On April 24, The Sun reported that multiple first-year students have accused Gonzalez-Mulattieri of unwanted advances and harassing behavior for a series of interactions during the academic year. The women, all Brooks School of Public Policy students, said they often felt uncomfortable when in isolated settings with him.

Gonzalez-Mulattieri denied many of the freshman women’s accounts, asserted that he is “extremely friendly” and apologized for misinterpretations of his actions.

Adam Vinson ’25, currently the CALS representative on the Assembly, narrowly won the executive vice president seat by 10 votes. As an S.A. representative, he has chaired and restructured the S.A. Environmental Committee, passed a resolution to protect local endangered species and funded the Ag Quad Farmer’s Market.

In his past term on the Assembly, Vinson collaborated with SUNY student assemblies to pass state-wide suicide prevention legislation on college campuses, helped to create a student worker seat on the S.A. and amended the S.A. Charter to allow students to submit resolutions directly to the S.A. without a community sponsor.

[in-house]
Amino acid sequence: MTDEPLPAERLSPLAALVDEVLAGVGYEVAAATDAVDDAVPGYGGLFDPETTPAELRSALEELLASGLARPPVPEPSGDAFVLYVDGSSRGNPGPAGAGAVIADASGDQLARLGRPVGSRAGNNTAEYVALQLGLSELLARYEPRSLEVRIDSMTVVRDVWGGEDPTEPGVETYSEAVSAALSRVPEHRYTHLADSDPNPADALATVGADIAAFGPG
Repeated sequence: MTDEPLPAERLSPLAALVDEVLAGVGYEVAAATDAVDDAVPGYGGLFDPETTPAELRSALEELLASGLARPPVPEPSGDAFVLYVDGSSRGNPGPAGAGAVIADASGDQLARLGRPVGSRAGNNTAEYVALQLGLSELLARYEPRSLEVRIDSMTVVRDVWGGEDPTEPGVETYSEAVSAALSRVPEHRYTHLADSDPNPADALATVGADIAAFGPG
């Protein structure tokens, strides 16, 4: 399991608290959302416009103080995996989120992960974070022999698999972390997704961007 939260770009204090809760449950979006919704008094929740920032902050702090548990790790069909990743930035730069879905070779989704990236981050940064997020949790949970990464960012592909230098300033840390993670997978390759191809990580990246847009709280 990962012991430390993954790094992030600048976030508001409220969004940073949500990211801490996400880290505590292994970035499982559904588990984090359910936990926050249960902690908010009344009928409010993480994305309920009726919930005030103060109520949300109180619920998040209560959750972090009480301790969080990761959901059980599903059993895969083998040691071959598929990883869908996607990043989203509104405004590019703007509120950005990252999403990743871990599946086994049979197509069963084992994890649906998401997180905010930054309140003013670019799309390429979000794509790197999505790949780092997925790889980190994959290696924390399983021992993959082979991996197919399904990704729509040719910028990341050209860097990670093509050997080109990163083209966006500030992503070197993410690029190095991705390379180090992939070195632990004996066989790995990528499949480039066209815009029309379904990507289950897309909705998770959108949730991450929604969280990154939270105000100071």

Vinson told The Sun his top priority is improving student life and morale.

The runner-up for executive vice president, current LGBTQIA+ liaison Karys Everett ’25, will receive an undesignated seat. Everett told The Sun that “at heart, I am an activist” and that amplifying marginalized voices is a top priority.

Everett is known for co-sponsoring a resolution on Oct. 12 that called on the University to “recognize the Palestinian right to resistance and contextualize the violence as a direct response to decades of Israel’s occupation.” The resolution did not make it out of committee, largely due to backlash from Jewish groups over a line referring to Hamas’ Oct. 7 attack as a “pivotal milestone” in Palestinian resistance. 

In an interview with The Sun in October, Everett apologized for controversial language in the resolution and proposed creating a resolution to unify diverse community groups at Cornell.

In addition to the two executive positions, a slate of 25 more students was elected to serve on the Student Assembly this upcoming year.